Tax News & Views Payroll Tax Deferral and PPP Roundup

August 17, 2020

How the Executive Order to Defer Withholding of Employee Payroll Taxes Will Impact Your Organization – Angie Ziegler and Larry Evans, Eide Bailly LLP. “The recent executive order from President Trump to defer certain payroll tax obligations was part of four executive orders designed to provide additional relief due to COVID-19. Specifically, the guidance relates to the withholding, deposit and payment of the tax imposed for Social Security type taxes.”

Unfortunately, without the implementation guidance from the treasury secretary, we are left with the ability to raise good questions, but can only speculate on the answers, which is not what should be done in this case.

We will need the guidance to respond to important issues and questions, such as:

  1. Can the potential election in or out be made by an employee?
  2. Does the deferral apply to self-employed taxpayers?
  3. How is the employer protected from having to pay the tax in the future when the employee no longer works for them?
  4. How would the deferral relate to the COVID-19 legislation already in place?

Payroll Tax Memo Could Pose Trouble for PPP Loan Recipients – Jonathan Curry, Tax Notes($). “Employees who take President Trump up on his offer to defer their payroll tax obligations through the end of the year might inadvertently create headaches for their employers who took Paycheck Protection Program (PPP) loans.”

“Payroll costs” as defined for the PPP include the employee portion of payroll taxes, which are the subject of Trump’s August 8 payroll tax deferral memo. If an employer receiving a PPP loan opted to use the extended 24-week covered period for its loan, then it might not be able to include its employees' deferred payroll tax contributions in the calculation for payroll costs because the cost wouldn’t be incurred until after the covered period, explained Veena Murthy of Crowe LLP.


Due to Delays in Processing Payments Mailed to the IRS, Agency Announces Dishonored Check Penalty Relief – Ed Zollars, Current Federal Tax Developments.

“As many advisers have discovered due to clients (especially trusts) receiving notices regarding payments supposedly due on tax returns where payments had been mailed in when the return was filed at July 15, the IRS is behind in processing items mailed to the agency and that includes certain tax payments.  Due to this delay, the IRS has updated guidance on its website to provide relief for taxpayers who end up with a check being dishonored by their bank when the IRS finally gets around to processing that July 15 check.”

Deja Vu Again, and Again,… - Russ Fox, Taxable Talk. “Multiple clients of ours filed tax returns near the July 15th deadline and mailed payments to the IRS. And, as usual, these clients received IRS CP14 notices stating they hadn’t paid their taxes (when they had).”


Some TurboTax Users Say A Single Checked Box Kept Them From Getting A Stimulus Check – Rob Berger, Forbes. “Some TurboTax users are reporting that they have yet to receive a stimulus check due to a single checked box in the popular tax preparation software. The checkbox asks if the taxpayer's spouse can be claimed as a dependent by someone else.”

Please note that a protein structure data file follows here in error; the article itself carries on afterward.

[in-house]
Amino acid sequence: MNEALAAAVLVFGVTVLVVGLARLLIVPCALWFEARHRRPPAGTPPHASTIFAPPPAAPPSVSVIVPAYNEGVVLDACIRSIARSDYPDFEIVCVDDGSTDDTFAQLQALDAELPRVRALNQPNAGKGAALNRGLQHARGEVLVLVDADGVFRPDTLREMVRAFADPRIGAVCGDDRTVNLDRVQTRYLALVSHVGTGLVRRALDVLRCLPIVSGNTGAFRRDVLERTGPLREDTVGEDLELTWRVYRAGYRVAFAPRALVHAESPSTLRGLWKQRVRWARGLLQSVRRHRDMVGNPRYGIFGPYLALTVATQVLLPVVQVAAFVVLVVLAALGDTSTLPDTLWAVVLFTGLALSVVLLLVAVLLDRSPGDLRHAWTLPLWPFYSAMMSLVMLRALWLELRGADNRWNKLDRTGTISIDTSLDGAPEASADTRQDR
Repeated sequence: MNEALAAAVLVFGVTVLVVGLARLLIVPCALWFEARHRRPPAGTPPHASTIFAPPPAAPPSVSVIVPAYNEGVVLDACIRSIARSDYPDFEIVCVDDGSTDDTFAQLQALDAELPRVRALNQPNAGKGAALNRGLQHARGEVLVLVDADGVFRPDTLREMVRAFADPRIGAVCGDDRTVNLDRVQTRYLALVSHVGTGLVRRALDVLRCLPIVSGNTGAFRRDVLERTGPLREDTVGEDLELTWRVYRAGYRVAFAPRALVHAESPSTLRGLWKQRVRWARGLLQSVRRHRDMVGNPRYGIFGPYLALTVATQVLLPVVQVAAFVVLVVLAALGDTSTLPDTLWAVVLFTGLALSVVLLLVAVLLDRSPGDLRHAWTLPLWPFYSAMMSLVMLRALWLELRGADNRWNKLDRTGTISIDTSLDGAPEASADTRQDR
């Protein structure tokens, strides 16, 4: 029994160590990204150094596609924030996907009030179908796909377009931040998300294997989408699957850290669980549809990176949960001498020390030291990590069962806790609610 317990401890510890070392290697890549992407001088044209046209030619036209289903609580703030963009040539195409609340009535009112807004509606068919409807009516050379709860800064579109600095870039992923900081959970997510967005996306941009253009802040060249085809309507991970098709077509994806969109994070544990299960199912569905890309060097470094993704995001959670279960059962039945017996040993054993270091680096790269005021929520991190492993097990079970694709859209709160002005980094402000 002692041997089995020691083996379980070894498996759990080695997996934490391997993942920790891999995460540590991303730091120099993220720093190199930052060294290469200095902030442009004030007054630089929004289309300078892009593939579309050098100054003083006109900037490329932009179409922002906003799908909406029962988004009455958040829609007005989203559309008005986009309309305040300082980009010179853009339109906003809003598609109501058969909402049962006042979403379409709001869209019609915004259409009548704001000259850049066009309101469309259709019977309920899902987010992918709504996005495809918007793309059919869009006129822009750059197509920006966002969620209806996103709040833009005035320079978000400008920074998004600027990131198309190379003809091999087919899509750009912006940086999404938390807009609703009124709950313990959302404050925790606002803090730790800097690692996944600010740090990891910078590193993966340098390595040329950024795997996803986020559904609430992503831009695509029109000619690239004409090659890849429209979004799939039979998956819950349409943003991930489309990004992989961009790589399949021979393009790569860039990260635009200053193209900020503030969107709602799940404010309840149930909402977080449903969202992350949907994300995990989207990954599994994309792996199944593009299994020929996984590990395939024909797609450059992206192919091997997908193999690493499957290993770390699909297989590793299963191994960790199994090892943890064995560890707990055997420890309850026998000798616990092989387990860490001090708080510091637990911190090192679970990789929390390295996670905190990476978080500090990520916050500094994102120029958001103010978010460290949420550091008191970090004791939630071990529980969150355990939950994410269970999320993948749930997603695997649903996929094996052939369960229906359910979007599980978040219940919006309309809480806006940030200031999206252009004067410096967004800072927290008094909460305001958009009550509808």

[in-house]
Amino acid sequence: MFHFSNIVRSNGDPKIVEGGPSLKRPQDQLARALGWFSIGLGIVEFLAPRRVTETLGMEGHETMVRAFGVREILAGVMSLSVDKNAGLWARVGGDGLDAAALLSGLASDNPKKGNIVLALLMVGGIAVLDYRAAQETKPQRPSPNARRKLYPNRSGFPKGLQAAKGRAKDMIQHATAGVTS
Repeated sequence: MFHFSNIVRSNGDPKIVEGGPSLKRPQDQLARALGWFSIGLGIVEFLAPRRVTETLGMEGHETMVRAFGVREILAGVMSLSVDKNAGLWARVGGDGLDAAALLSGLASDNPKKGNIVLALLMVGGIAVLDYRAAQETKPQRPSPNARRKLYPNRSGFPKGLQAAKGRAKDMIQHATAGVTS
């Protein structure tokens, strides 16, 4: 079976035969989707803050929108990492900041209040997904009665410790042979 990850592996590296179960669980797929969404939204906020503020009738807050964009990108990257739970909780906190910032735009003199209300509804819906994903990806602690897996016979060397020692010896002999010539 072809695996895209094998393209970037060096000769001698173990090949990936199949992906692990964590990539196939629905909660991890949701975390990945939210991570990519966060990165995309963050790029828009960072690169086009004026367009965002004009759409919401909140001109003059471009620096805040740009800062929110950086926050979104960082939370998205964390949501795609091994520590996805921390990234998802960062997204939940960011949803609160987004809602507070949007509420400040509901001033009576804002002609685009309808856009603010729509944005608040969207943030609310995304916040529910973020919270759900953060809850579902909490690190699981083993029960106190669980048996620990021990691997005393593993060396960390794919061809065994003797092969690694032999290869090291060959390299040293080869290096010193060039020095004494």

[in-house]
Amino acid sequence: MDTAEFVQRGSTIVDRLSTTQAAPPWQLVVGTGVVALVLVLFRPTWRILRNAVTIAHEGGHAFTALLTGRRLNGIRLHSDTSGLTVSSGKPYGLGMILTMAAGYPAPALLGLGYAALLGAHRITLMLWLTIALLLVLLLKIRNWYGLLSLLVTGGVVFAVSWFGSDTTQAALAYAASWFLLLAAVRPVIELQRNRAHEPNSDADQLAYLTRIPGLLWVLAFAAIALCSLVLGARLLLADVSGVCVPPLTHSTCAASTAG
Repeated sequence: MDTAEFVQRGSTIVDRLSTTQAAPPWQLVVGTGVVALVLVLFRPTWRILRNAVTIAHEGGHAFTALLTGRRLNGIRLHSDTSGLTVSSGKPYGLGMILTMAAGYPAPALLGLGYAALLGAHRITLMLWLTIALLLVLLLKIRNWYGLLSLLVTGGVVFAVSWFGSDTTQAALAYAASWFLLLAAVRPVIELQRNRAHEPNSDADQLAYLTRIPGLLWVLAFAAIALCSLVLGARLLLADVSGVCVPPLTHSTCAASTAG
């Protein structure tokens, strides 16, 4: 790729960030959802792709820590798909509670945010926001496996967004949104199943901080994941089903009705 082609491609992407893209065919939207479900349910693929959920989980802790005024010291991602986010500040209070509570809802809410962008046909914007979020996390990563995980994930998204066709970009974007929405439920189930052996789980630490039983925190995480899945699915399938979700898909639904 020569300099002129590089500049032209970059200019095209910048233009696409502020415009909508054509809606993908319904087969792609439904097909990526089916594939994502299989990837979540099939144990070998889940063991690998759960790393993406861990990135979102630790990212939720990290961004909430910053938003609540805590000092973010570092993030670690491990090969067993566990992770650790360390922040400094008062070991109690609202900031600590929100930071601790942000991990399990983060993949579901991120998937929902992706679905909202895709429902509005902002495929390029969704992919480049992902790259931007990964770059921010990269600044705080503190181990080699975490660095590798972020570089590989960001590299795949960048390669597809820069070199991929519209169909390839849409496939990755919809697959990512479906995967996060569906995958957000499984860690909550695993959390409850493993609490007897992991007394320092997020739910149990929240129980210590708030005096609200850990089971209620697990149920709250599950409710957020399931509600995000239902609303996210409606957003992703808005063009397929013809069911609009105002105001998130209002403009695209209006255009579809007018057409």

“Perhaps the bigger question is why this checked box would affect eligibility for the Economic Impact Payment (EIP). It's true that a person is ineligible for an EIP if they can be claimed by some one else as a dependent. But the checked box at issue asks about the taxpayer's spouse. Why a checked box in TurboTax indicating that a spouse can be claimed as a dependent by someone else would render the taxpayer ineligible for an EIP is unclear.”

COVID-19 sports consequences and gambling costs, even on the fantasy sports front – Kay Bell, Don’t Mess with Taxes. “The coronavirus pandemic has not only affected sports leagues, athletes and fans, but also gamblers and the state tax collectors that have come to rely on that related tax revenue.”

No Foreclosure Crisis In Sight But Property Tax Revenues Still Falling – Liz Farmer, Forbes. “Cities and counties are predicting a drop in their property tax revenues over the next year, a phenomenon that’s rare in recessions and never in the modern era has it occurred so quickly.”

Biden Tax Agenda Hinges on Democratic Control of SenateRichard Rubin, WSJ ($). “To finance that ambitious agenda, the Democratic presidential candidate plans to raise taxes by about $4 trillion over a decade through levies on corporations and high-income households. But winning the presidency won’t be enough to get that done. The Democratic Party also will have to win a majority in the Senate while maintaining control of the House of Representatives.”


ISIS allegedly ran a COVID-19 PPE scam site  - Andy Greenberg, Ars Technica. “The COVID-19 pandemic, and millions of people desperate for scarce protective equipment like masks and Tyvek suits, has presented a bonanza for scammers. Now, according to the US Department of Justice, it seems that even ISIS has gotten in on the game.”

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